Kinetic energy examples are all around us. Kinetic energy can be explained as the energy that is in all moving objects on Earth. Simply put, kinetic energy is the type of energy behind motion. It can be further defined into different types based on the various types of motion in an object.
Vibrational kinetic energy is the specific type of energy that an object has because of vibration, for example a cell phone that is vibrating possesses vibrational kinetic energy.
Rotational kinetic energy is in objects that are in a circular motion, e.g. the planets within the solar system that circle the sun possess rotational kinetic energy.
Translational kinetic energy is in objects that are moving from a particular place to another, i.e. a car driving along a road, this is probably one of the easiest examples of kinetic energy observed in everyone’s life.
Kinetic energy is dependent on two things, velocity (v) and mass (m), and is represented by the following formula:
Ek = 1/2mv2
m = Mass of the object
v = velocity of the object
Ek = Kinetic energy of the object
From the previously stated formula, it can be said that kinetic energy is directly proportional to the square of the velocity and the mass of the object that is in motion. Keeping the theoretical side of things in mind, let’s go through a couple of real-life examples of kinetic energy.
For those who don’t know, electricity is generated by water within hydroelectric plants. Water moves through the plant, with some kinetic energy, comes into contact with the dam turbine and through this contact the water’s kinetic energy gets converted to mechanical energy of the turbine. The turbine then moves as a result of this mechanical energy, therefore producing a renewable source of electricity.
One of the easiest to understand kinetic energy examples is wind mills. A windmill works when air that is in motion (and therefore possesses kinetic energy) comes into contact with the blades of the mill, converts kinetic energy into mechanical energy similar to the hydroelectric plant, and causes a rotation of the blades. This again gives way to the generation of electricity and is a renewable source of energy which is very important in the modern world. This is why kinetic energy is so important in our everyday lives!
Cars that are moving must have some amount of kinetic energy. Cars have velocity and mass, and therefore must have some kinetic energy. If we go back to the theoretical formula of kinetic energy, we will realize that the bigger the vehicle, i.e. the more mass the vehicle has, the more kinetic energy it will have, if traveling at the same velocity. This is because the mass is again directly proportional to kinetic energy of any moving object, including cars, trucks, vans etc.
Bullets Shot From Guns
As you might imagine, a bullet exiting a gun will have extremely high kinetic energy, as it is travelling at a very high velocity. Because of this and its overall shape, it can easily go through any object it comes up against. This is largely due to the high velocity of the bullet, and not the shape. The bullet’s mass is relatively low, but its velocity still carries a significant level of kinetic energy.
Airplanes flying in the sky possess a high level of kinetic energy as airplanes do not only have an extremely large amount of mass (about 40,000lbs!) but also has very high velocity, as airplanes regularly travel at over 500 miles per hour (MPH). Both of these factors result in airplanes in flight possessing a heightened amount of kinetic energy. An interesting fact is that kinetic energy is actually part of the physics as to why airplanes are able to fly in the first place!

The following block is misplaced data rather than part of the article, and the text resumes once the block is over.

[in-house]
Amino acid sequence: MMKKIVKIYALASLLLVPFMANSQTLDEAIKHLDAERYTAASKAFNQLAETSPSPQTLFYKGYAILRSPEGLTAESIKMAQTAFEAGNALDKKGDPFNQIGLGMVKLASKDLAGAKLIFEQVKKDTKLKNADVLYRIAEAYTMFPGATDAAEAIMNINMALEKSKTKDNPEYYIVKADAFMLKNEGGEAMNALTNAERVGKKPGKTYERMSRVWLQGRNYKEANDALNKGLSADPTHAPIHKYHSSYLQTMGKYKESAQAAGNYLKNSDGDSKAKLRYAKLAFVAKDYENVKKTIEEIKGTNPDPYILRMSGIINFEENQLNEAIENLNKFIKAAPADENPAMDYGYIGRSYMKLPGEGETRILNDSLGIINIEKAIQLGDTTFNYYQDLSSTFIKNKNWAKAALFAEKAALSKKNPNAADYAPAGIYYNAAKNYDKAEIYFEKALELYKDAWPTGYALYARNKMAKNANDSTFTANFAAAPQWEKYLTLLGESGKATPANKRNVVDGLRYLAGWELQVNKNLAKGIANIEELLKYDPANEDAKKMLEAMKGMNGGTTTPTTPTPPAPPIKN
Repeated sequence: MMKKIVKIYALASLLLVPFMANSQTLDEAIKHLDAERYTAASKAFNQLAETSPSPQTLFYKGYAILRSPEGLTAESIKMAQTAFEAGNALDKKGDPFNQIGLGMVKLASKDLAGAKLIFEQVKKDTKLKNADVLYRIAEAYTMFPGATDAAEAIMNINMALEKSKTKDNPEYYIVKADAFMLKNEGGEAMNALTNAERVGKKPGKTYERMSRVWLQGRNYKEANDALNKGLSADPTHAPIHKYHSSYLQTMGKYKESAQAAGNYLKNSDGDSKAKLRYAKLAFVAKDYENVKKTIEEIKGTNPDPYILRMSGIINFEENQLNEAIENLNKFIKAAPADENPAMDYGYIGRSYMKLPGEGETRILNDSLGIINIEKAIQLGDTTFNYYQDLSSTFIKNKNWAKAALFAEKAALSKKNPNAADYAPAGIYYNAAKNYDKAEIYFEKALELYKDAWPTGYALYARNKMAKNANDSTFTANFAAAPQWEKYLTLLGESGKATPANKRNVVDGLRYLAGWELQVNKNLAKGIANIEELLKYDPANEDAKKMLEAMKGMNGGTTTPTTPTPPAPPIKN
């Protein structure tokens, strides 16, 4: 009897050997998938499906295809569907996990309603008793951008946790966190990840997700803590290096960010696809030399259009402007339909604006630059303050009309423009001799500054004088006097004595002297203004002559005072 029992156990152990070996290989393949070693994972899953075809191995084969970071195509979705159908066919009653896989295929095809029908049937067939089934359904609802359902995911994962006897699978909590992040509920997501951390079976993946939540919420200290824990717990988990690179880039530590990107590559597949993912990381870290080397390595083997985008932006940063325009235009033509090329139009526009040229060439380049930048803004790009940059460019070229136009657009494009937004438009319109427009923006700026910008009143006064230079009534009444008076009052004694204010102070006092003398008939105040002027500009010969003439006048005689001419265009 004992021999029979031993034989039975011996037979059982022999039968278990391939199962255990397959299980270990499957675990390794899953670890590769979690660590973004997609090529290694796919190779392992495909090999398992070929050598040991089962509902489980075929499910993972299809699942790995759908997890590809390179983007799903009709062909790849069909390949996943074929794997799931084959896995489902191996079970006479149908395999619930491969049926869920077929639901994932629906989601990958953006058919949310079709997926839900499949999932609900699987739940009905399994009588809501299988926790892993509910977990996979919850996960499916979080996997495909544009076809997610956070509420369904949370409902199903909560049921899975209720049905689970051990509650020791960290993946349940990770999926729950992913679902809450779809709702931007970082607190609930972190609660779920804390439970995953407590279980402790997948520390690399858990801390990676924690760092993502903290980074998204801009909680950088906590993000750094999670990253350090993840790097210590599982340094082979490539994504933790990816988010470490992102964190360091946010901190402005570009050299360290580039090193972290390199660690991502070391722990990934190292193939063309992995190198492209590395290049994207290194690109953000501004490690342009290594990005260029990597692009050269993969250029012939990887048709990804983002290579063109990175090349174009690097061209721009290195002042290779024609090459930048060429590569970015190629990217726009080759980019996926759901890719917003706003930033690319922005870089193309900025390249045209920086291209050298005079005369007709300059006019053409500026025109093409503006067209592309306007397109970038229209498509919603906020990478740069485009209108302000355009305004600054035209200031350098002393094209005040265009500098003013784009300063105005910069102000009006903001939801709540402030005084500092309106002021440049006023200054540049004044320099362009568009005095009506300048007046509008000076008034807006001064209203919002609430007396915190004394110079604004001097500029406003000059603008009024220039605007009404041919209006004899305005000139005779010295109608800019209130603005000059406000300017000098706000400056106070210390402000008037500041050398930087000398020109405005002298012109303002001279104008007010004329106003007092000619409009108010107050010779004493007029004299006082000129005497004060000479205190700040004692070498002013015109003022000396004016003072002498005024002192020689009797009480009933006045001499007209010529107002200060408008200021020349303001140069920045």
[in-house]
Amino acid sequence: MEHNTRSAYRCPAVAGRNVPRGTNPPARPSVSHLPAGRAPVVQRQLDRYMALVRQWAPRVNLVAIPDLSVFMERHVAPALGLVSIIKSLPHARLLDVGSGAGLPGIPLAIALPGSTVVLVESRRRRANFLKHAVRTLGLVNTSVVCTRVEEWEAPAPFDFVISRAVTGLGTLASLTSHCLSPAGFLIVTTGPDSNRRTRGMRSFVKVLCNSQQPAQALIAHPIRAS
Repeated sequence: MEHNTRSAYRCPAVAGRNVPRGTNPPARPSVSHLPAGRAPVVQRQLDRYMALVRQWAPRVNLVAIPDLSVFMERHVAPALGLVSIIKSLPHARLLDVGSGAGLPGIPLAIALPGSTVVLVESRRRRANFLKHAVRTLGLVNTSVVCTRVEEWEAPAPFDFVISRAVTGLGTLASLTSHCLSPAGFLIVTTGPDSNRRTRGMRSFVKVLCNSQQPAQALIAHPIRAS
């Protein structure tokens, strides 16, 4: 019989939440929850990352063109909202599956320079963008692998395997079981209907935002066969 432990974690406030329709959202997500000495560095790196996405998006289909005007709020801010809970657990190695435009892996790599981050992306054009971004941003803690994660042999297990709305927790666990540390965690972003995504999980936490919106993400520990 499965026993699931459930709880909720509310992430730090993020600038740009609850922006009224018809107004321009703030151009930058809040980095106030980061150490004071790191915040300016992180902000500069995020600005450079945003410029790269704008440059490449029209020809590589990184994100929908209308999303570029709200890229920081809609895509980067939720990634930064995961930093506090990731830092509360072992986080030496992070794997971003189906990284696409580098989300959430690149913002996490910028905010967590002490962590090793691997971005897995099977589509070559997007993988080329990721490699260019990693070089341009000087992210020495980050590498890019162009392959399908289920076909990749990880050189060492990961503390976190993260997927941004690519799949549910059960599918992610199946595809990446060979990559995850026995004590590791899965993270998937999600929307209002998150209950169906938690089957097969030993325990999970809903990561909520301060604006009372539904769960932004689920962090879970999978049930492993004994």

Running and Walking
One of the non-obvious kinetic energy examples is walking. While we are walking to work, or out for our 6am morning run (yeah right!) we do possess some kinetic energy. The warm feeling that you experience after a strenuous walk or run is a direct result of kinetic energy. Sweat is produced by our bodies because of this exercise. Without giving too much into the biological side of things, there is a transfer of chemical energy to kinetic energy when we (eventually) get up off of the couch for a walk or run.
Bicycles moving (with cyclists on them of course) also have some kinetic energy. I am sure you are catching the drift here as these examples are quite similar. Nevertheless, as a cyclist pedals, their body’s energy is converted into mechanical energy, which becomes potential energy and finally kinetic energy when it results in the bicycle’s wheels starting to move forward. Where more velocity is created here, more kinetic energy will follow. For the bicycle to be stopped, the brakes must be applied opposite to the force, this will then slow down the bike and bring it back to zero kinetic energy.
Now, to one of the funnest kinetic energy examples – rollercoaster! Thrill seekers love rollercoasters, but have you ever thought about the amount of kinetic energy the ride has while you are in free fall from 100 feet? Probably not. When the wagon reaches the top of its clim, it essentially has zero kinetic energy as it is stopped at the top, and then starts crawling over the “hump” which inevitably leads to the steep decline after. As it gathers speed while free falling, the increase in speed brings with it an increase in kinetic energy. The more people that are in the wagon, the greater the mass, and therefore the higher the kinetic energy, assuming that the speed remains the same throughout the ride.
So, have you had any interesting experiences with kinetic energy in the past? Or do you work in a field that utilizes kinetic energy everyday for their work? We would love to hear your stories and thoughts in the comments below!
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